Fire. It’s a powerful thing. A destructive thing. A blessing from the Gods, sure, but a scary one nonetheless. Fire is something I have first-hand experience with. When I was 12 years old, half of my summer camp burned to the ground. It took four or five local fire departments to put the blaze out. 250 campers and counselors were sent home for the summer in early August, half of whom escaped the inferno directly. These were 19-year-old guys, possibly the least responsible people in the world, as I know first-hand, who saved dozens of younger lives. I saw the fire with my own eyes. It was a miracle that no one was killed or seriously injured. A miracle. But miracles do happen… as one did in the middle of the 2018 Camp Fire, the deadliest and most destructive wildfire in California history. They make movies out of miracles, and this sounds like a good, albeit very recent one.
Focus Features has tapped Oscar-nominated filmmaker Matthew Heineman to write and direct a drama titled Paradise about the inferno, which destroyed the small town of Paradise, California. The studio announced that Heineman will also produce the film alongside Marty Bowen of Temple Hill, which recently produced First Man, The Hate U Give and Love, Simon. Former Focus executive Josh McLaughlin will serve as an executive producer on the project.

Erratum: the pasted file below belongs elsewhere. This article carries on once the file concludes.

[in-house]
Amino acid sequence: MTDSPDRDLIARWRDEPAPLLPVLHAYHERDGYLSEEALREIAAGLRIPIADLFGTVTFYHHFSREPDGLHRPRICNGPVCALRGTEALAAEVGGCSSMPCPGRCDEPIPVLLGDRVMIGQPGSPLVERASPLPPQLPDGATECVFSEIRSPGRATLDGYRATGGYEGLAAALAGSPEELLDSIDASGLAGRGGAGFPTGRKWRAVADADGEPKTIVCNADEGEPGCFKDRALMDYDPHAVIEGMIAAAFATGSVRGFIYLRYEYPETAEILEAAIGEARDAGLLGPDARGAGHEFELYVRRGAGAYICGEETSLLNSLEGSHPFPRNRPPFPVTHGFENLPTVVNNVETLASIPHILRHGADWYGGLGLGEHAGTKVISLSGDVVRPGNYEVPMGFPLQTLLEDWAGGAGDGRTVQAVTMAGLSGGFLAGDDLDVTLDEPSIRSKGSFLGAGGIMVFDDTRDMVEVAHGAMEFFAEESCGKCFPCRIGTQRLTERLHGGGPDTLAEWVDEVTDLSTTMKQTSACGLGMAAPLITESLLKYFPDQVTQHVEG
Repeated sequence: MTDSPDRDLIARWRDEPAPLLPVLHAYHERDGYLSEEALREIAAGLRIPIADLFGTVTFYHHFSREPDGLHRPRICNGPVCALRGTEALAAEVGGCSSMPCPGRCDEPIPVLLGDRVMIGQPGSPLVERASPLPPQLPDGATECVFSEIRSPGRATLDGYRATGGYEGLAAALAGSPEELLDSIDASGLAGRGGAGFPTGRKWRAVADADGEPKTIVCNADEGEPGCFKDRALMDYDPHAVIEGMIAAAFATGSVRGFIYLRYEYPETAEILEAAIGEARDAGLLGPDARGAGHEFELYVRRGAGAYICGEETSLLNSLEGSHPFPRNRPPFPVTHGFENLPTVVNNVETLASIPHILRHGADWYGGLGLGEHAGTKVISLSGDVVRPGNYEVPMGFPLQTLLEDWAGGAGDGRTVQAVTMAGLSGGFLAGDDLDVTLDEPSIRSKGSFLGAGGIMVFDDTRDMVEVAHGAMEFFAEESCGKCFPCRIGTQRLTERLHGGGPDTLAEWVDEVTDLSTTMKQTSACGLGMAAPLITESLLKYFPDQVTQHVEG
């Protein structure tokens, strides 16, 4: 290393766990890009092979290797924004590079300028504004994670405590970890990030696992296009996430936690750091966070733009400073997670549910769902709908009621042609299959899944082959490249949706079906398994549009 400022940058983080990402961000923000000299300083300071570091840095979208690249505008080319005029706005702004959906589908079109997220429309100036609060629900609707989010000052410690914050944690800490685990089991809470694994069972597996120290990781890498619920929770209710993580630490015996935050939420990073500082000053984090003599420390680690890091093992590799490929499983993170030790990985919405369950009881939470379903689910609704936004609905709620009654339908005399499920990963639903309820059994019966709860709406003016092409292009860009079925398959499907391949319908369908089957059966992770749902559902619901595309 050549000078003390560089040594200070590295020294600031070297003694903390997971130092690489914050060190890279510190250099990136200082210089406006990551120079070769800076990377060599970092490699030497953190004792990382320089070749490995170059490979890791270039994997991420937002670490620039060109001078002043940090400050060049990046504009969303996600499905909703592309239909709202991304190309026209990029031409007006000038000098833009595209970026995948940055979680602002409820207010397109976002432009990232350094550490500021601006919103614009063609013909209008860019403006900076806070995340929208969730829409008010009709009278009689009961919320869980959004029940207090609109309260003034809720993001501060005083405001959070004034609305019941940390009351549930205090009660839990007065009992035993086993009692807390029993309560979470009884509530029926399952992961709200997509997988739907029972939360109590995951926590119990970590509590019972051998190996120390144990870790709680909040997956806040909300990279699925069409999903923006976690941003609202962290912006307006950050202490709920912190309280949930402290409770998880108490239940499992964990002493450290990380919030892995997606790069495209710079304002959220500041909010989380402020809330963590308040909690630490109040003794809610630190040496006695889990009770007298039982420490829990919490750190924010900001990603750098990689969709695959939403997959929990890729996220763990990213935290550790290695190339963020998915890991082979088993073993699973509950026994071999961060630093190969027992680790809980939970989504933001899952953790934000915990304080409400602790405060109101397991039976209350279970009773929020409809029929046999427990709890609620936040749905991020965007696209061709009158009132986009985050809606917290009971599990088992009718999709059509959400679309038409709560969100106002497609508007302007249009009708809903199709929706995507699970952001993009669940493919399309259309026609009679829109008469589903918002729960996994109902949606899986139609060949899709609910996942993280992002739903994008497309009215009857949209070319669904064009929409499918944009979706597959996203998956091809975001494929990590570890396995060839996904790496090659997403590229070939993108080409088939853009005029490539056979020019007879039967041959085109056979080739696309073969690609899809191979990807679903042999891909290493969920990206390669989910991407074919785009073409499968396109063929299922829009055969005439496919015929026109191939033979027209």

According to Focus, Paradise will center on Heather Roebuck, who gave birth via C-section minutes before her hospital became engulfed by flames. Powerless to move her legs and separated from her newborn and fiancé, Roebuck embarked on a harrowing journey through the town with the aid of a group of EMTs and other emergency personnel. The group attempted to reunite Roebuck with her family and soon found themselves fighting for their lives.”
Roebuck lived to tell the tale, as her Facebook post about the harrowing ordeal went viral. Focus quickly optioned her life rights, as well as those for her fiancé Bret Harles and their children, as well as the Butte County emergency medical workers who saved her life by becoming impromptu firefighters.
“For me, the film examines the human connections ordinary people make in extraordinary circumstances,” Heineman said in a statement. “Heather’s journey of inner strength in the face of unparalleled and unexpected adversity is one of the most exciting and visceral stories that I’ve ever encountered.”
Heineman earned an Oscar nomination for his 2015 documentary Cartel Land, and he most recently directed A Private War, which featured an astounding turn from Rosamund Pike as war photographer Marie Colvin. He also directed the acclaimed City of Ghosts and The Trade. He’s represented by CAA and Cinetic Media. The Hollywood Reporter broke the news.